Slice of Life Tuesday- Stepping Into the Unknown With Curious Writers

 A Step Into the Unknown

During my almost six years living and working in New York, I regularly traveled on the subway system. The experiences provided a rich vein of stories and recollections. Everyday brought new insights and helped me deepen my understanding about life and learning in this iconic place. Those times continue to impact upon my thinking and my writing life.

I recall among my many trips, one particular occasion at Essex Street subway interchange. I was walking up the extended stairway when a small girl and her mother appeared at the very top of the stairs.

As the girl and her mother descended, I noticed the girl had her eyes tightly closed. Her mother held the the child's right hand for support as they managed the steps. At first I found myself puzzled by the girl's action. Then it occurred to me that she had closed her eyes to experience the sensation of walking down the stairs unsighted. Simple as that. She was experimenting. The fact that she had her mother’s support gave her the confidence to take a step into the unknown.

At that moment she became a risk taker- attempting something new and different.

This brief scene reminded me of the responsibility a teacher faces each time he or she enters a classroom. Supporting students to try new and different things, to become risk takers, to think, dream and above all succeed. It’s part of that journey towards becoming an independent, self directed learner.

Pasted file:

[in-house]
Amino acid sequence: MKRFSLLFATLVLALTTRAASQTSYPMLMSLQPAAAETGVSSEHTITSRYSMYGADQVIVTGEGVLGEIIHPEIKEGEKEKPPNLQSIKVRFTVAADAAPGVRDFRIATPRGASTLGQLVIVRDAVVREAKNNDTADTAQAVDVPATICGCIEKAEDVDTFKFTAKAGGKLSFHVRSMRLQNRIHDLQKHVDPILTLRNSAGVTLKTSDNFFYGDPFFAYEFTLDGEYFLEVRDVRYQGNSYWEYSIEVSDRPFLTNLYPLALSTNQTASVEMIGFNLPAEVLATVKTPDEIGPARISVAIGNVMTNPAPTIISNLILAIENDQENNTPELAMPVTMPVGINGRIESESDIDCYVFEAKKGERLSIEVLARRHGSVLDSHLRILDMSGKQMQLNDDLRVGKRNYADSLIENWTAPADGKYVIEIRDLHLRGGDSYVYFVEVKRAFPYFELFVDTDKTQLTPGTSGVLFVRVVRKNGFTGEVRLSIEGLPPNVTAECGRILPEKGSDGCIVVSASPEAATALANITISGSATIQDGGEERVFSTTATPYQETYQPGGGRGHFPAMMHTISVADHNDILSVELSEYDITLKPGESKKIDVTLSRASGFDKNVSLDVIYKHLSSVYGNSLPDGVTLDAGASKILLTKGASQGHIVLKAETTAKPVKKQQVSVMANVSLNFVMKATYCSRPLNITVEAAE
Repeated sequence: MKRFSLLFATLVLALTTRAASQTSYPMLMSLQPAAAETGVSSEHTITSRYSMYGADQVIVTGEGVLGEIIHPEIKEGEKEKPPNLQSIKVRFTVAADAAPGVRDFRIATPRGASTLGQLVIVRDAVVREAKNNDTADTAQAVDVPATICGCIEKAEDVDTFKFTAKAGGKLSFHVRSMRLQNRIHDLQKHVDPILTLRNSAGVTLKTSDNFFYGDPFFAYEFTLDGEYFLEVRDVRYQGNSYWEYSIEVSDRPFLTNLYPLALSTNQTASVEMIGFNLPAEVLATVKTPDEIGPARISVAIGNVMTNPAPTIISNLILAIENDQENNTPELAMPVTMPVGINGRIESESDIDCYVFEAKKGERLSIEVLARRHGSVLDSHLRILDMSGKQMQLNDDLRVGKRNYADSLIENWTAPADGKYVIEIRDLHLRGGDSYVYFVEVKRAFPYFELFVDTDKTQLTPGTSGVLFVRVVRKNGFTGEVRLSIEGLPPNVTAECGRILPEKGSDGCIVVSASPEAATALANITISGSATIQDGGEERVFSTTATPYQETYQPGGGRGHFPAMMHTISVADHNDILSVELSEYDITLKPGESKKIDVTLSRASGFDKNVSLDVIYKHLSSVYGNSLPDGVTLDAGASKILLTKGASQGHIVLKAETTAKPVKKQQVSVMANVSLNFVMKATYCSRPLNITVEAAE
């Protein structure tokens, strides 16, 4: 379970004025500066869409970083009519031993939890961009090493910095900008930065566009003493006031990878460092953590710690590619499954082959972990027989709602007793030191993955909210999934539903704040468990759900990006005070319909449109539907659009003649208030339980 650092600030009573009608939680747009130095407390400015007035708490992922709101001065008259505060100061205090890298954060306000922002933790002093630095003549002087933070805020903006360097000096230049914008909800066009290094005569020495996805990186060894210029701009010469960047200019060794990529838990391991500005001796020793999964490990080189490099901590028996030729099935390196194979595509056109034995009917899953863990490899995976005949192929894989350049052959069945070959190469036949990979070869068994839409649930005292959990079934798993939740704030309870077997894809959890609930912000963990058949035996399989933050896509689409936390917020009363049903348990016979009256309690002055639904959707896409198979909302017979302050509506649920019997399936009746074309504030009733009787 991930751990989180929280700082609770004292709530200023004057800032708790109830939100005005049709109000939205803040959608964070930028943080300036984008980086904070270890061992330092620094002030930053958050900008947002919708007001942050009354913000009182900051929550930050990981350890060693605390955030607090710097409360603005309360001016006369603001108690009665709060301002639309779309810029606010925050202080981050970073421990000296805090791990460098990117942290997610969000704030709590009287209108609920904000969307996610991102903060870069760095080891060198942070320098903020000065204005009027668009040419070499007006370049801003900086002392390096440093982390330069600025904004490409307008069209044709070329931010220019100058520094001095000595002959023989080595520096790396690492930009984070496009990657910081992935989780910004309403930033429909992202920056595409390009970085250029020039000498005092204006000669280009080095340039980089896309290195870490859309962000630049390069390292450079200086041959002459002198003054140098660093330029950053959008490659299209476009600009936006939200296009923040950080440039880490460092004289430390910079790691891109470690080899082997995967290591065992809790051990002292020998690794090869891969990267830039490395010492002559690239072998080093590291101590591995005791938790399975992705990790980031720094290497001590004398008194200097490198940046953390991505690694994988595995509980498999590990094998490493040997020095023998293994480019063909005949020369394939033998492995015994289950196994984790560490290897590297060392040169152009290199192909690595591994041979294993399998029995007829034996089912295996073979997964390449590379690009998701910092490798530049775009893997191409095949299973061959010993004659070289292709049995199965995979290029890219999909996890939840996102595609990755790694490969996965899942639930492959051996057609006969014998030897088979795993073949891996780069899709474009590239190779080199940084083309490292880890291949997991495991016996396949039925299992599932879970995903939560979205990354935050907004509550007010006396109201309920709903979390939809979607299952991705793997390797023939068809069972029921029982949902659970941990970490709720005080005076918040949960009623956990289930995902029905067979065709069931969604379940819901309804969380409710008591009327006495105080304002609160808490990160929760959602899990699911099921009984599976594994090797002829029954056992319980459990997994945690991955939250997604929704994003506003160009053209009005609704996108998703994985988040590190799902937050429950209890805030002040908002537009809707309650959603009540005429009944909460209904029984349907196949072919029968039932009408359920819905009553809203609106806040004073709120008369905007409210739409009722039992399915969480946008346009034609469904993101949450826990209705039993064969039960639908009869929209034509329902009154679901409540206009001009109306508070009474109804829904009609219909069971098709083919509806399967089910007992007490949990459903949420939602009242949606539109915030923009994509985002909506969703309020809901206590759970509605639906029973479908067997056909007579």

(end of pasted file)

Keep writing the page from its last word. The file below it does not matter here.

As I talked to a group of teachers yesterday at Red Hill Consolidated School about fostering risk taking within student writers, I found myself recalling the subway scene yet again. It was fleeting, yet nonetheless, memorable. 

Close your eyes for a moment and consider what is possible with the right amount of support. You and your students may take that vital step to discovering your shared potential as curious learners.


  1. Thanks for sharing that powerful image and your thoughts about risk taking. I wish I'd been able to attend your workshop!

    1. A pleasure Molly. It would have been a long way to travel. Thanks for the thought.

  2. Learning should be a partnership with each side gently supporting the other. I think it goes both ways -- The teacher supports the students' journey, but the students also show the teacher where they need to go. The important thing is to pay attention so you don't miss these clues. Thank you for your words today, Alan!

    1. Your words are so true Jennifer. It is very much reciprocal in nature. Thanks for dropping in and for your wise words.

  3. What a great risk-taking example to observe and share with us.

  4. Thanks Bonnie. It does hit the mark.

  5. I'm so glad I read your post today. Thank you for sharing this risk taking story with us. If we want our students to become life long independent, self directed learners, we need to be right there learning alongside of them. Showing them that together we're learners.

  6. I find myself in furious agreement with your comments Jen. Thank you for taking the time to comment.


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